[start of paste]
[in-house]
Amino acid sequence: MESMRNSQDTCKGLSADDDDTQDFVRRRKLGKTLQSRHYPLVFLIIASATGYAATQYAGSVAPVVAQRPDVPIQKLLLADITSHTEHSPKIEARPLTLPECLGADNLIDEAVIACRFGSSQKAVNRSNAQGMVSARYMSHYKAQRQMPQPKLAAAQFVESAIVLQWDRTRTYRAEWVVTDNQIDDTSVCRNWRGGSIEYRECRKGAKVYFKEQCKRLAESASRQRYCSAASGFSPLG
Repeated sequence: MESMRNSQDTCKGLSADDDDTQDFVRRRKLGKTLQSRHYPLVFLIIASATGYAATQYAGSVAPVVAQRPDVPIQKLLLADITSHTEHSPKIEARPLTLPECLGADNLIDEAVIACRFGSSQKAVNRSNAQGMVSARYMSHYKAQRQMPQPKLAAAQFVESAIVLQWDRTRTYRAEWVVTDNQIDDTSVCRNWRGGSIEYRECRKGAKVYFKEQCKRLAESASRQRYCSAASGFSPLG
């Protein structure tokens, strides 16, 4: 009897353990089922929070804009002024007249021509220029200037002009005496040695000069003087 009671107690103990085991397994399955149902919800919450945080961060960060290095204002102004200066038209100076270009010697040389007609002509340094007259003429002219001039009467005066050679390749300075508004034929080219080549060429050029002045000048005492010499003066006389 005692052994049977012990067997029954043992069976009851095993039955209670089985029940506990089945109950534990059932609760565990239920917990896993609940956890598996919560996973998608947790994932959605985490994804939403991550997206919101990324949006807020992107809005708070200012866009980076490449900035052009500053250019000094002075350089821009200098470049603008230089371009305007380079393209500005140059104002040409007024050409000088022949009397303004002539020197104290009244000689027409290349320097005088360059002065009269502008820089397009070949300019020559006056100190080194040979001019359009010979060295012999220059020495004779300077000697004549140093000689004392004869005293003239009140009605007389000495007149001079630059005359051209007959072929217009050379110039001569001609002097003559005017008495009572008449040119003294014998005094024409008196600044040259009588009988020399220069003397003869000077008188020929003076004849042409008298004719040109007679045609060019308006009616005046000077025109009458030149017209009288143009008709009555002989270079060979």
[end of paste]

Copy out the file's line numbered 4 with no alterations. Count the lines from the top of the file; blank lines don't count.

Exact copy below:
């Protein structure tokens, strides 16, 4: 009897353990089922929070804009002024007249021509220029200037002009005496040695000069003087 009671107690103990085991397994399955149902919800919450945080961060960060290095204002102004200066038209100076270009010697040389007609002509340094007259003429002219001039009467005066050679390749300075508004034929080219080549060429050029002045000048005492010499003066006389 005692052994049977012990067997029954043992069976009851095993039955209670089985029940506990089945109950534990059932609760565990239920917990896993609940956890598996919560996973998608947790994932959605985490994804939403991550997206919101990324949006807020992107809005708070200012866009980076490449900035052009500053250019000094002075350089821009200098470049603008230089371009305007380079393209500005140059104002040409007024050409000088022949009397303004002539020197104290009244000689027409290349320097005088360059002065009269502008820089397009070949300019020559006056100190080194040979001019359009010979060295012999220059020495004779300077000697004549140093000689004392004869005293003239009140009605007389000495007149001079630059005359051209007959072929217009050379110039001569001609002097003559005017008495009572008449040119003294014998005094024409008196600044040259009588009988020399220069003397003869000077008188020929003076004849042409008298004719040109007679045609060019308006009616005046000077025109009458030149017209009288143009008709009555002989270079060979």